Sonus Faber Ex3ma - March 2014
- Written by Doug Schneider Doug Schneider
- Parent Category: Product Debuts Product Debuts
- Created: 26 March 2014 26 March 2014
By all accounts, I should be asleep right now -- I've been up for more than 36 hours. Most of that was due to the 15-hour travel time from Canada to Vicenza, Italy, for the Sonus Faber company's 30th anniversary, and my inability to sleep on a plane. But what got me jazzed enough to stay up even longer and write this was the company's complete reimagining of their stand-mounted '90s-era Extrema loudspeaker, now dubbed Ex3ma (pronounced ex-three-ma), which is being released at this event.
Sonus Faber's Ex3ma
Like the Extrema, the Ex3ma is a bulky, stand-mounted, two-way design with a passive radiator on the back. There is also a visual resemblance that's deliberate. Other than that, there's little else that's the same as the original.
Mauro Grange (left) and Livio Cucuzza
To create this model, Sonus Faber's boss, Mauro Grange, wrote the company's chief acoustic engineer, Paolo Tezzon, and chief industrial designer, Livio Cucuzza, a blank check to let their imaginations run wild and create a cost-no-object stand-mounted monitor that was inspired by the '90s-era, now-classic design, but would be considered by today's standards to be nothing short of state of the art. So that's what they did.
Then Mauro added another wrinkle -- limited edition, such that only 30 pairs would be made, each with unique design elements to make them one-of-a-kind creations. To further ensure exclusivity, after the unveiling the company is literally breaking the mold that helps create the carbon-fiber main enclosure for the speaker -- they even have a sledgehammer at the factory to do the damage, perhaps by Mauro himself. Talk about creating something rare! So rare, in fact, there's no official retail price for the Ex3ma -- prospective buyers are invited to hear the speaker at Sonus Faber's factory, and if they want it, only then will price be discussed. If they buy a pair, a senior Sonus Faber staff member will personally install them in their house. Suffice it to say that the Ex3ma isn't likely to be cheap (Mauro wouldn't even give me a hint as to how much the company wants for each pair).
The Ex3ma's diamond-over-beryllium tweeter
The drivers for the Ex3ma are brand new: a diamond-over-beryllium tweeter (carbon dust is bonded to a beryllium dome); a carbon-fiber-based midrange-woofer with a diamond-over-beryllium dustcap; and a "racetrack"-shaped, carbon-fiber-based passive radiator that can be custom tuned via four switch settings on the rear. The drivers hand off to each other at about 2.5kHz. What's more, every crossover will be point-to-point wired and made by Paolo Tezzon himself to ensure the utmost in quality.
Paolo Tezzon shows the switch settings on the rear
The cabinet is even more impressive: a main carbon-fiber-based, monocoque enclosure with a wood core; specially selected wood for the sides (aesthetically and for the resonance properties); and an aluminum front baffle with a copper layer sandwiched between it and the main enclosure. A thoroughly original design flourish courtesy of Cucuzza is a small window on the cabinet's underside so that the owner can see the backside of the midrange-woofer, which, incidentally, looks fabulous with the different metals it's constructed from.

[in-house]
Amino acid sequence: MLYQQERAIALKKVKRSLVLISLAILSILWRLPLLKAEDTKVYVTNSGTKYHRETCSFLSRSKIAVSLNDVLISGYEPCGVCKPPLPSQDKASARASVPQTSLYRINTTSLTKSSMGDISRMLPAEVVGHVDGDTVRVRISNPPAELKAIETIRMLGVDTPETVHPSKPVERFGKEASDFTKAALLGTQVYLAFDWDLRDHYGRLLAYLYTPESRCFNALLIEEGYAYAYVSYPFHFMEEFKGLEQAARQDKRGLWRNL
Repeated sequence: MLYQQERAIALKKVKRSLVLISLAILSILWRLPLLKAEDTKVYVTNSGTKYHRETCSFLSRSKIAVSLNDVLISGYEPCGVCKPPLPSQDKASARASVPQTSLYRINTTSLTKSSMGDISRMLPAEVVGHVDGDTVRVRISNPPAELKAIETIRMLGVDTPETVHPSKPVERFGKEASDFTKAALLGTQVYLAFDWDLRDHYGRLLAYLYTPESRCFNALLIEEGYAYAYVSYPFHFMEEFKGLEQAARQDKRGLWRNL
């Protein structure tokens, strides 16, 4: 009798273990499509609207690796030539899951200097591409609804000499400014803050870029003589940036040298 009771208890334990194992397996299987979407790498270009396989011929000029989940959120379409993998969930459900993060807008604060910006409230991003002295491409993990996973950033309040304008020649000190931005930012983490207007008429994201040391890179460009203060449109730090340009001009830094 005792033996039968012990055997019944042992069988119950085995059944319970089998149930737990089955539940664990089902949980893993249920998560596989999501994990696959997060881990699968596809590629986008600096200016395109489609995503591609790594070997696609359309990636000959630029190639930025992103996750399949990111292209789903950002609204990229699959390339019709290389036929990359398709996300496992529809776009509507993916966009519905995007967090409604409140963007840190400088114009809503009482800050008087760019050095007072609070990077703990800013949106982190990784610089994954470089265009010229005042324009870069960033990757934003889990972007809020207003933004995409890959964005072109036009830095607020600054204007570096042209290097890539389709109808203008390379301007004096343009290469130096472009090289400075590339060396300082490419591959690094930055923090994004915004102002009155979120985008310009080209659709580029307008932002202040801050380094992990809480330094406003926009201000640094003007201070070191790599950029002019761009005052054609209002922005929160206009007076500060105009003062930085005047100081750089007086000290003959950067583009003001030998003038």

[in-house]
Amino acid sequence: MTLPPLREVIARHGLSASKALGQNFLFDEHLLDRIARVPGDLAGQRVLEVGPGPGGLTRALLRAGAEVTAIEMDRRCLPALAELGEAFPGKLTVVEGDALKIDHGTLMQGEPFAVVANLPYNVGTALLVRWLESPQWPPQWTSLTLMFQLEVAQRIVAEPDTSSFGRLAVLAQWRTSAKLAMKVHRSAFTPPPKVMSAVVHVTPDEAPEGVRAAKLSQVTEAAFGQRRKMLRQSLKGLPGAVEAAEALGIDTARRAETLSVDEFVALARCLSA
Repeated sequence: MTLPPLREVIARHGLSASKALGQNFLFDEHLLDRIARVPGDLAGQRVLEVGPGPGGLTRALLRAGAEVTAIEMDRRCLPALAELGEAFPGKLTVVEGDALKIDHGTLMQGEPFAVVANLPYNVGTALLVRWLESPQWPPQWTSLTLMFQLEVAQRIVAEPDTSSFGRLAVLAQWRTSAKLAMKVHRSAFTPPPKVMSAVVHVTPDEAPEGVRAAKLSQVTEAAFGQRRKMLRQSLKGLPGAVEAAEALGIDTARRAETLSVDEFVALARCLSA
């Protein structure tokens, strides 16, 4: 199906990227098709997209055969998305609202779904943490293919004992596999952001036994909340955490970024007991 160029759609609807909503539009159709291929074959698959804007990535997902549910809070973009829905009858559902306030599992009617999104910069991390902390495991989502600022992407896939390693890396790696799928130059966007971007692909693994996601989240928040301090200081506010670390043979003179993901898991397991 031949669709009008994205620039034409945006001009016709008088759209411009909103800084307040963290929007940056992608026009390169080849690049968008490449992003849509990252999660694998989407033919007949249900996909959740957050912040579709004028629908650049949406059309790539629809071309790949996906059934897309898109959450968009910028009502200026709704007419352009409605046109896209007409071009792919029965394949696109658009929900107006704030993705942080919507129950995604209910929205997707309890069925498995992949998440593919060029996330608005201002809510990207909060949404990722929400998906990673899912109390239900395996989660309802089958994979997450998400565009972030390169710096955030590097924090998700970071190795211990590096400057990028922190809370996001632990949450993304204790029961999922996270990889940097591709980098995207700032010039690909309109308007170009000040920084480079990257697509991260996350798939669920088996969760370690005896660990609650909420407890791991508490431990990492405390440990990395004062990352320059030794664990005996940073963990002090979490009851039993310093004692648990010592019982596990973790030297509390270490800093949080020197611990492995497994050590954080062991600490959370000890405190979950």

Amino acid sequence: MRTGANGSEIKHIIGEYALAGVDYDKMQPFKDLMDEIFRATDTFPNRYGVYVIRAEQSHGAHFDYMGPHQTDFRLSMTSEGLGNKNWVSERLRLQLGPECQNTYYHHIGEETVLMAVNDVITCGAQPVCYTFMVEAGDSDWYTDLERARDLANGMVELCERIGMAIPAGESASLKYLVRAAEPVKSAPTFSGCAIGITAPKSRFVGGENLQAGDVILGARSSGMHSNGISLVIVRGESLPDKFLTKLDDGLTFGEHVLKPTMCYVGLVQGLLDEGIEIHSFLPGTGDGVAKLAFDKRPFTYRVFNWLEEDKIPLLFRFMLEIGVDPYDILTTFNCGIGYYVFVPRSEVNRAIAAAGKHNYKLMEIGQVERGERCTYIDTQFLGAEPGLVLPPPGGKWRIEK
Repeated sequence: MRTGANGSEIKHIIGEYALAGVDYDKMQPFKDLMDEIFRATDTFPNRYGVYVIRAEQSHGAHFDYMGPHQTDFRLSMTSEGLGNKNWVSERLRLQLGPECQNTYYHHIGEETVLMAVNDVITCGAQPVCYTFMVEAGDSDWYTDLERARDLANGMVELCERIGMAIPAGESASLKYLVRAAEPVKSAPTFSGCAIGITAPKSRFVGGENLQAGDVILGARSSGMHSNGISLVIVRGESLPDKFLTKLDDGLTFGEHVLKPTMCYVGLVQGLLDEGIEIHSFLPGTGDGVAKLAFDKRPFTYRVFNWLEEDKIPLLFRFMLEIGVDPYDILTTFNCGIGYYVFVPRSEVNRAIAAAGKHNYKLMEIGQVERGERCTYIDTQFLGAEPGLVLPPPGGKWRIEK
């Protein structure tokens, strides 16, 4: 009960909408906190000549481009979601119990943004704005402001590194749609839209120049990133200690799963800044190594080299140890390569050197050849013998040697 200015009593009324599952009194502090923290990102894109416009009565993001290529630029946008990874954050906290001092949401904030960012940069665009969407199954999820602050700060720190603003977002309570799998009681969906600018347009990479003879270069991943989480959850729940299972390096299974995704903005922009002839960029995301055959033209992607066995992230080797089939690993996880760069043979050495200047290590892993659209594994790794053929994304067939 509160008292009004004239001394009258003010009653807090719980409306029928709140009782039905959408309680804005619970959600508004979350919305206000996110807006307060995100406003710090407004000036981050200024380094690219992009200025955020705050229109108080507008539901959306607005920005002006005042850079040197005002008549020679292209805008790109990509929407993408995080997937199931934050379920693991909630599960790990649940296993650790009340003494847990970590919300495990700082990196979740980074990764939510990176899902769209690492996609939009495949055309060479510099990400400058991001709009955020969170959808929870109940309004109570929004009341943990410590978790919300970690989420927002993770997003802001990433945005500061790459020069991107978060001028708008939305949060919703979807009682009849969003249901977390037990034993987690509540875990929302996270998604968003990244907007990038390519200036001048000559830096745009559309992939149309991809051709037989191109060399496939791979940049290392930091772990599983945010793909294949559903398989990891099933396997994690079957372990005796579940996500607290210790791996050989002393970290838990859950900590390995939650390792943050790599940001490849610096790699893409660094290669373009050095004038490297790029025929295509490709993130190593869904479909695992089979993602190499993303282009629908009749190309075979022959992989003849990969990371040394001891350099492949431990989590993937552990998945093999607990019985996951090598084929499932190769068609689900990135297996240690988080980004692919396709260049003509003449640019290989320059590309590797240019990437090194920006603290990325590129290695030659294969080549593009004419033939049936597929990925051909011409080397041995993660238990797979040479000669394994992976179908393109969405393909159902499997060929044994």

Livio points to the window on the underside
The stand the speaker rests on has a granite and epoxy base holding an aluminum pole that's specially tuned to eliminate resonances. The pair I saw and photographed were the production prototypes and were almost entirely the same as what will be produced, but the production models will have glossy side panels, not matte ones, which were on display in the production area.
Production side panels
According to Tezzon, the entire Ex3ma project took a year to complete -- 50 percent longer than most other Sonus Faber designs. According to Cucuzza, every design detail he wanted in the speaker was implemented -- he's especially proud of the quality of the carbon-fiber work . . .
Cucuzza shows the quality of the carbon fiber
. . . which he believes is the best you'll find anywhere. Finally, Mauro Grange concedes that given how much went into developing the Ex3ma and how few they're actually selling of it, they'll probably lose money on the project. Yet after he said that, he smiled and added, "But we produce the products that we love. That's the difference with us." Indeed.
Tomorrow: I'll describe how the Ex3ma speakers sounded in Sonus Faber's listening room -- a world's first listen to what's destined to become another classic in Sonus Faber's line.
Publisher, The SoundStage! Network
Most-Read Articles on Global
- CES 2015: Competition is Fierce
- KEF's Killer Compact Monitor: The LS50
- Vitus Audio Masterpiece MP-L201 Preamplifier and Masterpiece MP-M201 Monoblock Amplifiers
- Super Speakers: Results
- More Magico, Less Money: The S5 Loudspeaker
- Awful Avalon
- The Perfect Power Amp -- Ayre Acoustics' New VX-5
- The Limited-Edition Tribute: Near-Perfect Paradigm
- Glorious Giyas: Vivid Audio's New G3
- Cyrus Audio: A Little Philosophy
- Hegel: 10 to 11 for 0
- WideaLab Aurender S10 Music Server
- TWBAS 2012 Introduction from Las Vegas (Video)
- Wadia’s 321 Decoding Computer: An Affordable Exercise in Style and Substance
- Building the Qs: Part Two